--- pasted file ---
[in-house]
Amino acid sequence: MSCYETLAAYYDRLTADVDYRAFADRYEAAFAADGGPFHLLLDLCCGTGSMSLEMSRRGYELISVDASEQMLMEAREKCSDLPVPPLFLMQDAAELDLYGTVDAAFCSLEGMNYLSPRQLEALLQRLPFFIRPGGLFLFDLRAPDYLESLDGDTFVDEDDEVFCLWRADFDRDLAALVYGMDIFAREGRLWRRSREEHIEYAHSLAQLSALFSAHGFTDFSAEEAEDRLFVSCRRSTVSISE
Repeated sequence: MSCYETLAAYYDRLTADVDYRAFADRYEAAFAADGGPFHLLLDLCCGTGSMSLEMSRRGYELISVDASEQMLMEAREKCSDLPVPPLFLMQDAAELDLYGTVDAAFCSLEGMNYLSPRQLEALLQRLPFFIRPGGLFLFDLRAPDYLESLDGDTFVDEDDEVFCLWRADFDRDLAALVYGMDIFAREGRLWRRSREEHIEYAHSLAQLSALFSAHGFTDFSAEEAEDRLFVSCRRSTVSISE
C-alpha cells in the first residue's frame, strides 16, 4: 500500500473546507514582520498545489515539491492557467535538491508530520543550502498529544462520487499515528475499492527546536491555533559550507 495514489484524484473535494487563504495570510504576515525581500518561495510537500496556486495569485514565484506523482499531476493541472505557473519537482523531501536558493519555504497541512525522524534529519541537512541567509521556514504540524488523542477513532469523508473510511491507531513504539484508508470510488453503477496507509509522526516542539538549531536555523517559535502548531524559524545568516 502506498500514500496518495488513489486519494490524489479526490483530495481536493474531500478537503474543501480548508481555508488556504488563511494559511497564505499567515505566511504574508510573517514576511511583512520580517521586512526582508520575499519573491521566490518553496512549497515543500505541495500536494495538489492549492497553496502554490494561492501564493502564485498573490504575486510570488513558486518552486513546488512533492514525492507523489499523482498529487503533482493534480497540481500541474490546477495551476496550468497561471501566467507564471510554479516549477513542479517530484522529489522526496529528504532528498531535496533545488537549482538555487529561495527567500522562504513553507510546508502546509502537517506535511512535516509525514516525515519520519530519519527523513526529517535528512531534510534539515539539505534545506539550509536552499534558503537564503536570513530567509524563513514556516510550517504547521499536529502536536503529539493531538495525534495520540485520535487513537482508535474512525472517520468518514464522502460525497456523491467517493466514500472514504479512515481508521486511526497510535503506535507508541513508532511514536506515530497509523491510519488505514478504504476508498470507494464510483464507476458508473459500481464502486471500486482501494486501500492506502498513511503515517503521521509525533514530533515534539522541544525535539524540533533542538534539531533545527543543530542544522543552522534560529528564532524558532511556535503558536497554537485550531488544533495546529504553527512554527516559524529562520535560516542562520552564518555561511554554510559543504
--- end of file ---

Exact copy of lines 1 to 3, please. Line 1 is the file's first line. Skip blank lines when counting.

[in-house]
Amino acid sequence: MSCYETLAAYYDRLTADVDYRAFADRYEAAFAADGGPFHLLLDLCCGTGSMSLEMSRRGYELISVDASEQMLMEAREKCSDLPVPPLFLMQDAAELDLYGTVDAAFCSLEGMNYLSPRQLEALLQRLPFFIRPGGLFLFDLRAPDYLESLDGDTFVDEDDEVFCLWRADFDRDLAALVYGMDIFAREGRLWRRSREEHIEYAHSLAQLSALFSAHGFTDFSAEEAEDRLFVSCRRSTVSISE
Repeated sequence: MSCYETLAAYYDRLTADVDYRAFADRYEAAFAADGGPFHLLLDLCCGTGSMSLEMSRRGYELISVDASEQMLMEAREKCSDLPVPPLFLMQDAAELDLYGTVDAAFCSLEGMNYLSPRQLEALLQRLPFFIRPGGLFLFDLRAPDYLESLDGDTFVDEDDEVFCLWRADFDRDLAALVYGMDIFAREGRLWRRSREEHIEYAHSLAQLSALFSAHGFTDFSAEEAEDRLFVSCRRSTVSISE